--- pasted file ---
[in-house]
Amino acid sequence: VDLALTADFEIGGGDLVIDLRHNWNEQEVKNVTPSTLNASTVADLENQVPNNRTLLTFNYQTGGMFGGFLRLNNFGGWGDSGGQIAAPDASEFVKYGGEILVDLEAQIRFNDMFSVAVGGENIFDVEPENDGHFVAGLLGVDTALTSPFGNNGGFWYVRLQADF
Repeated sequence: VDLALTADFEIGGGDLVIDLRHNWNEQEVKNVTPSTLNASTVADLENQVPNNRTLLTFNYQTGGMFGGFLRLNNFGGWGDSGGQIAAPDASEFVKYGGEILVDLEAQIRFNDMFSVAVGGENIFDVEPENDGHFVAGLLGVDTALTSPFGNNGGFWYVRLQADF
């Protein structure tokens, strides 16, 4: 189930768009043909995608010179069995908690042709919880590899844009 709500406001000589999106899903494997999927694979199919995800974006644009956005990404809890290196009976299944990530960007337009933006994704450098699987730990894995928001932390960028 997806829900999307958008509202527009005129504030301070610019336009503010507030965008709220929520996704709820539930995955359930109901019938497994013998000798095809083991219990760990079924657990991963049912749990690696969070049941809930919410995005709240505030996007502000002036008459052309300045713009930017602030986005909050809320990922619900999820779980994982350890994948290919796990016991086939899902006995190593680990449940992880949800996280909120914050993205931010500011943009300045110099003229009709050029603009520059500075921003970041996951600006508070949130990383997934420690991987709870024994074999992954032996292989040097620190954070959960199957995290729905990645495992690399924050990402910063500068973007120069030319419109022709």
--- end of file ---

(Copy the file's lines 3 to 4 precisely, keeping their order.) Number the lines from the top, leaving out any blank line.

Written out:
Repeated sequence: VDLALTADFEIGGGDLVIDLRHNWNEQEVKNVTPSTLNASTVADLENQVPNNRTLLTFNYQTGGMFGGFLRLNNFGGWGDSGGQIAAPDASEFVKYGGEILVDLEAQIRFNDMFSVAVGGENIFDVEPENDGHFVAGLLGVDTALTSPFGNNGGFWYVRLQADF
């Protein structure tokens, strides 16, 4: 189930768009043909995608010179069995908690042709919880590899844009 709500406001000589999106899903494997999927694979199919995800974006644009956005990404809890290196009976299944990530960007337009933006994704450098699987730990894995928001932390960028 997806829900999307958008509202527009005129504030301070610019336009503010507030965008709220929520996704709820539930995955359930109901019938497994013998000798095809083991219990760990079924657990991963049912749990690696969070049941809930919410995005709240505030996007502000002036008459052309300045713009930017602030986005909050809320990922619900999820779980994982350890994948290919796990016991086939899902006995190593680990449940992880949800996280909120914050993205931010500011943009300045110099003229009709050029603009520059500075921003970041996951600006508070949130990383997934420690991987709870024994074999992954032996292989040097620190954070959960199957995290729905990645495992690399924050990402910063500068973007120069030319419109022709």